‘And toilets to go with it.’

They drifted away as he watched from an alley. He was whispering to their retreating backs. ‘My name is Jim,’ he murmured, as they vanished round a corner. ‘Jim Fraser. Hello. Call me Jim. I have seen amazing things.’



Fraser had been eighteen when he first came east. ‘Hand grenades have these little squares on them,’ the sergeant had said, that night in Korea. ‘It’s like they make bars of chocolate, so that every bugger gets a bit.’

Fraser saw the flash of his first grenade. He forgot to duck and a pine tree lit up for a moment like a green army tent. Surely they would ignore him, the Chinese, if they overran the camp. All through the freezing night he was scared and incredulous: whatever he did the Communists would notice even him.

But nobody was killed, just a Chinese, and they tramped through the snow to search the body. It was frozen solid, with bits of blood in its clothes like stained glass, but they raised it with enormous effort and left it sitting on a tree stump, one eye open and a hand cupped by its ear like someone deaf.

They evacuated the camp, part of the general UN collapse, and fled south through the terrible Chinese ambush around Kunu-ri and on to a great Allied regrouping. The ice turned to mud, the rivers flooded and everyone thought they were going home.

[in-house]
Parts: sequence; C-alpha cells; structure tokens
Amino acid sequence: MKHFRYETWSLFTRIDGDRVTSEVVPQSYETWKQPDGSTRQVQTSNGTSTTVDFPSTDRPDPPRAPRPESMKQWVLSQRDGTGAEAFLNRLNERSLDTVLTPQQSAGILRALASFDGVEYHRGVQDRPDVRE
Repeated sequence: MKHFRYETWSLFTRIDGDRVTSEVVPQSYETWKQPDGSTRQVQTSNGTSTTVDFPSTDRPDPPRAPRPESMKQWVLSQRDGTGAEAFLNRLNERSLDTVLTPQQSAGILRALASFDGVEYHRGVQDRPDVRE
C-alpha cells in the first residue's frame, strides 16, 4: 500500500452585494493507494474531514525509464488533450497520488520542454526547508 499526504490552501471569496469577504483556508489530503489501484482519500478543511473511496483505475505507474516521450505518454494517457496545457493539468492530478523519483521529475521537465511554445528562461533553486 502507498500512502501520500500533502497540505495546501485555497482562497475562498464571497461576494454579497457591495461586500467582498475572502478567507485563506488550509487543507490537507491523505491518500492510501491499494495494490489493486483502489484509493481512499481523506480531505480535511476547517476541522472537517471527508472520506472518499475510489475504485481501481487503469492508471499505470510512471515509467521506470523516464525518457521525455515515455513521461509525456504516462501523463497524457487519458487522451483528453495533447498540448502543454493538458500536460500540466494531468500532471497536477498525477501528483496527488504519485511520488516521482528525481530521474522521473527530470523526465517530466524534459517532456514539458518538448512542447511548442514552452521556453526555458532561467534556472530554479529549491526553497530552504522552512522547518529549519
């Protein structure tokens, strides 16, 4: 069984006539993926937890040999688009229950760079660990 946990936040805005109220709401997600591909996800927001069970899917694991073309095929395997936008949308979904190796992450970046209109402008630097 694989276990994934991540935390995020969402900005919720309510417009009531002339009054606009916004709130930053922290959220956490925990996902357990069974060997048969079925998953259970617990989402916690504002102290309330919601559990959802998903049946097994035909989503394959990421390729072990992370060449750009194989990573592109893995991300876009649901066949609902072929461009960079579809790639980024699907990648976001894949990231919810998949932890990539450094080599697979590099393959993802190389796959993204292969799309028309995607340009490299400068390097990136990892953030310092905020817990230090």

Instead a dozen of them climbed into Bren carriers and went back to the war, or ‘back to front’ as they all said. Two units, one American and one Turkish, had been left behind in the general rout. They were never found. At least, not before Fraser deserted.

They were parked close to an empty village. The Chinese were coming, and the officer smoked hard as he studied their route back. Fraser was no longer the youngest, but still had to clean the sergeant’s boots. He had to lend money, too, which somehow he could never ask for, and before every meal he was sent with a jerrycan to the nearest stream, because there were reports of wells being poisoned.

Here it meant a long hike across a ploughed field. They had been issued with woollen cap-comforters against the bitter winds, but the sergeant insisted they wore them straight, which left their ears exposed: Fraser pulled his cap right down the moment he entered the woods where the Chinese had camped.

There were cigarette packets, a latrine stink, and what looked like a Chinese army newspaper. Its flimsy pages were melting to paste, but Fraser had a favourite picture. An ant raced across the page as he gazed at the broad face of a peasant girl, leaning on a shovel and gazing into the sun. This is what they’re fighting for, he thought.

He remembered a story that one of the veterans had told him. It had happened to a friend who was driving a tank in North Africa. Their CO was a bastard. He gave every crew a tarpaulin and made them paint the outline of all the tools they carried. On inspections they laid out this tarpaulin with each tool in its outline, and they’d twice had their pay docked for losing things.